This paper describes the implementation process and outcomes of two interventions to reduce disrespect and abuse in a large referral hospital in Dar es Salaam, Tanzania. By making explicit our theory of change and highlighting specific changes over time, the implementation strategy described here provides valuable process information that may inform the design of future intervention and evaluation efforts. The work described is part of a larger implementation research project focused on measuring the prevalence of D&A, describing its contributory factors, and testing methods of mitigating its occurrence. Based on the findings of a baseline assessment, a package of interventions was designed and implemented to address the key factors identified as driving disrespect and abuse at the study facility. This paper describes in detail the process undertaken to select and implement a package of interventions to address the concerns identified, as well as preliminary outcomes of the interventions on patients, providers, and the health facility.
This project was conducted between January 2013 and December 2014. We organized the activities in three phases, preceded by several sensitization meetings with key stakeholders at the national, district, and facility levels. Phase one of the project was the baseline study (Sando D, Ratcliffe H, McDonald K, Spiegelman D, Lyatuu G, Mwanyika-Sando M. The prevalence of disrespect and abuse during facilitybased childbirth in urban Tanzania, Forthcoming). Phase two focused on intervention selection and implementation. The two interventions chosen—Respectful Maternity Care Workshops and Open Birth Days—were implemented over a seven-month period. The evaluation—phase three of the project—was conducted concurrently with the intervention phase and during the last six months of the project and used a before and after design.
The study was conducted at a large, urban regional referral hospital in Dar es Salaam, Tanzania. The hospital has a catchment area of 1.4 million people and the maternity section of the facility serves as a referral site to over 40 lower level health facilities . During the implementation and evaluation phases, the study facility averaged 2060 deliveries, 311 maternal complications, 3 maternal deaths, and 68 neonatal deaths per month (Facility data). Due to crowded conditions, women are not allowed a birth companion during labor and delivery at this facility.
Baseline assessment methods and sample size
Women who gave birth at the facility were interviewed about their care experience at their time of discharge, approximately three to six hours post-delivery. Every second woman entering the postnatal ward was systematically sampled for inclusion.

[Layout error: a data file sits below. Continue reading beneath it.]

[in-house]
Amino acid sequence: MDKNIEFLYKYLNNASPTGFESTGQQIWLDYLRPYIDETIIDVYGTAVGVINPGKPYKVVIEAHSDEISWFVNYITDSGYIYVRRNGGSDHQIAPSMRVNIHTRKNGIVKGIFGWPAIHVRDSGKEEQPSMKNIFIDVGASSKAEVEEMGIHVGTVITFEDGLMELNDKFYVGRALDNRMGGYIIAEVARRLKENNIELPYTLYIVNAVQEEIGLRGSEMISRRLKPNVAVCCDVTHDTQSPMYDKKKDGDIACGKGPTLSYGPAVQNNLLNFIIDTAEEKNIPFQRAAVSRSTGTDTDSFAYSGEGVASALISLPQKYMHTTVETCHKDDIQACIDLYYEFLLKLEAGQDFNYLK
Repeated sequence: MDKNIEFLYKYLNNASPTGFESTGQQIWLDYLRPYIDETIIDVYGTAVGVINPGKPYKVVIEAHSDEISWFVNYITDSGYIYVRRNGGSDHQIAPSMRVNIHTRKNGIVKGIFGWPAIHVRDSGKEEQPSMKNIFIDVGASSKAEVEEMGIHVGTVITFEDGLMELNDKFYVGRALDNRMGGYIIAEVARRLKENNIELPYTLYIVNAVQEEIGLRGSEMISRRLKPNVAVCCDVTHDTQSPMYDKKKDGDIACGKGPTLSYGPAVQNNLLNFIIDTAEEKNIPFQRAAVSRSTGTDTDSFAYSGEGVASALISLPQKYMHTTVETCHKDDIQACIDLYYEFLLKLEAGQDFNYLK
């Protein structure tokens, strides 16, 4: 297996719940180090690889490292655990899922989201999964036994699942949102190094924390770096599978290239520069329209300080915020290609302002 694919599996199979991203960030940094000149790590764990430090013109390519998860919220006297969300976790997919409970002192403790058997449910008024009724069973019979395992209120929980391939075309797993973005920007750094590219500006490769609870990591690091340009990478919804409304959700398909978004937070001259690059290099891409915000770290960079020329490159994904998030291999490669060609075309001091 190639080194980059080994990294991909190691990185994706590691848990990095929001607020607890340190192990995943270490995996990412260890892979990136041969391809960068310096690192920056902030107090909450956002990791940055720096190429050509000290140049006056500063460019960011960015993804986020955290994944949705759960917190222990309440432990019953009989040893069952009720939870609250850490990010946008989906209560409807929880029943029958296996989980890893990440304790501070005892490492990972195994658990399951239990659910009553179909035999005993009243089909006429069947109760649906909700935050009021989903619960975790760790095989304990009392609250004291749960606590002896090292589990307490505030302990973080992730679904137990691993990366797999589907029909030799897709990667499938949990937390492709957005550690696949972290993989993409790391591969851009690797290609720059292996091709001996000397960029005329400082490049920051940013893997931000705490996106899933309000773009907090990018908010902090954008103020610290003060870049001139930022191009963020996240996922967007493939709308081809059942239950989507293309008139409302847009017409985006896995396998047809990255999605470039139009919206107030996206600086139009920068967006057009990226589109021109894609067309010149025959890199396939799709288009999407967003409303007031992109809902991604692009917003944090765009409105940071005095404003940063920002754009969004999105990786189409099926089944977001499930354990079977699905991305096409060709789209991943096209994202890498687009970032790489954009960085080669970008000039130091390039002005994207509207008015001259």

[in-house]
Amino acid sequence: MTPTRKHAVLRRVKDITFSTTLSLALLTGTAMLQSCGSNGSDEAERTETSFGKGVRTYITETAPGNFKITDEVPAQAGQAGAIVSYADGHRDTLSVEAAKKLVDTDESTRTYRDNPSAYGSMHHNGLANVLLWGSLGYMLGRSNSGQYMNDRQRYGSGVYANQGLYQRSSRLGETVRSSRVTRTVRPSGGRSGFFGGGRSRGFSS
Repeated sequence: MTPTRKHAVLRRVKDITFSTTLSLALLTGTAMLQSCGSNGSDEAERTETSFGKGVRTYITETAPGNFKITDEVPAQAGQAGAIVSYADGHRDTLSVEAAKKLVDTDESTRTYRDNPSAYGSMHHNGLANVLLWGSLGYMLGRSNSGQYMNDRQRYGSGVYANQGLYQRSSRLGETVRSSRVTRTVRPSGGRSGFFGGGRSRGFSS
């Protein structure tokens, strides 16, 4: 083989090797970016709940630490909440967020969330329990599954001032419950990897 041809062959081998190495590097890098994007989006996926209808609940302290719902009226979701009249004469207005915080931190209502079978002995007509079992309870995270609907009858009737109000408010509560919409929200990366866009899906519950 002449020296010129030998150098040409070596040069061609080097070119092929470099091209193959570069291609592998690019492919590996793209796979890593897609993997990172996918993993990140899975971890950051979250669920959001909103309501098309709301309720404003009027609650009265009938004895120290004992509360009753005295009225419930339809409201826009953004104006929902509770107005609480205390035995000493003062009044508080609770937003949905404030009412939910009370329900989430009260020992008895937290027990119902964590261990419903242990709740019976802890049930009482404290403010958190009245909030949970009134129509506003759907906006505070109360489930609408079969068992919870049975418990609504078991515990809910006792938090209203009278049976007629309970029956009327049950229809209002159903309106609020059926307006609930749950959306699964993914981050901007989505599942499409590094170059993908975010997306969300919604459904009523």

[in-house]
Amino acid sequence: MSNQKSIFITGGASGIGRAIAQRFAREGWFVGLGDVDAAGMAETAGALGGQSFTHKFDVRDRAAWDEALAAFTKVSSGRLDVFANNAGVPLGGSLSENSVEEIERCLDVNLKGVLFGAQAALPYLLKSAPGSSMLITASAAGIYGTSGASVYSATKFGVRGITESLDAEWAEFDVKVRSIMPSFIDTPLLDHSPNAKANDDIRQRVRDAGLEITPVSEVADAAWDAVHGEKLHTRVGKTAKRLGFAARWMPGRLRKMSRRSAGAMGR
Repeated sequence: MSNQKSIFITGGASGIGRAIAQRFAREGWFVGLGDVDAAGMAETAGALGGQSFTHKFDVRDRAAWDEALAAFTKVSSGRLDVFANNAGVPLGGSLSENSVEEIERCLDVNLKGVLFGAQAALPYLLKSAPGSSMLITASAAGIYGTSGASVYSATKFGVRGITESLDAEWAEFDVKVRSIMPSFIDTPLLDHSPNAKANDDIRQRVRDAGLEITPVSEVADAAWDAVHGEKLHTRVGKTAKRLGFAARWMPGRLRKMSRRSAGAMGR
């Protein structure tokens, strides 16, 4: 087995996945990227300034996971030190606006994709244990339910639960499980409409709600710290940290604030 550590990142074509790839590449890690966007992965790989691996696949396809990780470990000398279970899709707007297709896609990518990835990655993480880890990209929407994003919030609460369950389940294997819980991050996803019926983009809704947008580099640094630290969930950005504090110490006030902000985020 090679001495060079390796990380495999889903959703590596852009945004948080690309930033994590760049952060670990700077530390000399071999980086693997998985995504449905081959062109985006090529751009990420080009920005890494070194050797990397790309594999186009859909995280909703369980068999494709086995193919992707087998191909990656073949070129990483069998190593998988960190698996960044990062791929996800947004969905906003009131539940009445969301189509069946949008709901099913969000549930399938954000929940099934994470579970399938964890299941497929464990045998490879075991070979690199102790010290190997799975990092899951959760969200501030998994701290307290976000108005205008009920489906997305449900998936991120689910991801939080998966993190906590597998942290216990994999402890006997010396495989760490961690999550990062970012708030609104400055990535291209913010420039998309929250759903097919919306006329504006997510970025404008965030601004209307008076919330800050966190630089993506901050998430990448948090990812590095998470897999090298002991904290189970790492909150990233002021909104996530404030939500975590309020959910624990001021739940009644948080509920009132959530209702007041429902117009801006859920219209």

Trained nurse-midwives conducted observations of patient-provider interactions throughout a woman’s stay at the facility, from admission to 2 h postpartum. Observation was stopped if the woman was transferred to the operating theatre for a Caesarean section. Women presenting at the registration desk for delivery were systematically sampled for inclusion. 100 women were both directly observed and interviewed in the postpartum interview.
Community follow-up interviews
Attempts were made to follow-up with all 100 women who were both observed during labor and delivery and interviewed postpartum. 70 were contacted and agreed to participate. Interviews were conducted in women’s homes four to six weeks after delivery.
Structured provider interviews
All providers and administrators working in the maternity block at the study facility were interviewed about their job satisfaction and perceptions of quality of care.
In-depth provider interviews
Providers working in the maternity block and hospital and municipal administrators completed semi-structured in-depth interviews.
Selection of interventions
Following the completion of the baseline study, a three-part, stepwise dissemination and participatory intervention selection process was undertaken with providers and administrators at the study facility, district officials, and national representatives. Through this iterative dissemination process, two discrete interventions—Open Birth Days and a Respectful Maternity Care Workshop—were selected by a multi-stakeholder working group based on the hypothesis that the interventions would have a positive cumulative impact on the knowledge and attitudes of and communication between patients and providers. Stakeholders deemed the interventions to be feasible, acceptable and sustainable in the existing resource-constrained health system.
Implementation of interventions
Open Birth Days (OBD) were designed to address two salient needs identified from the baseline data: (1) provider complaints that women were inadequately prepared for delivery, including not knowing where to go, what to bring, what to expect, or what their rights and responsibilities as patients were; and (2) patients’ reports that they lacked basic information about the labor and delivery process. OBD complemented the antenatal care offered at the hospital (i.e., Focused Antenatal Care (FANC)). All women attending FANC at the study hospital who were in their third trimester of pregnancy were eligible to participate. Nurses providing antenatal care at the facility identified all eligible women at the beginning of every clinic session, explained to them about OBD, and invited them to stay after their clinic session to participate.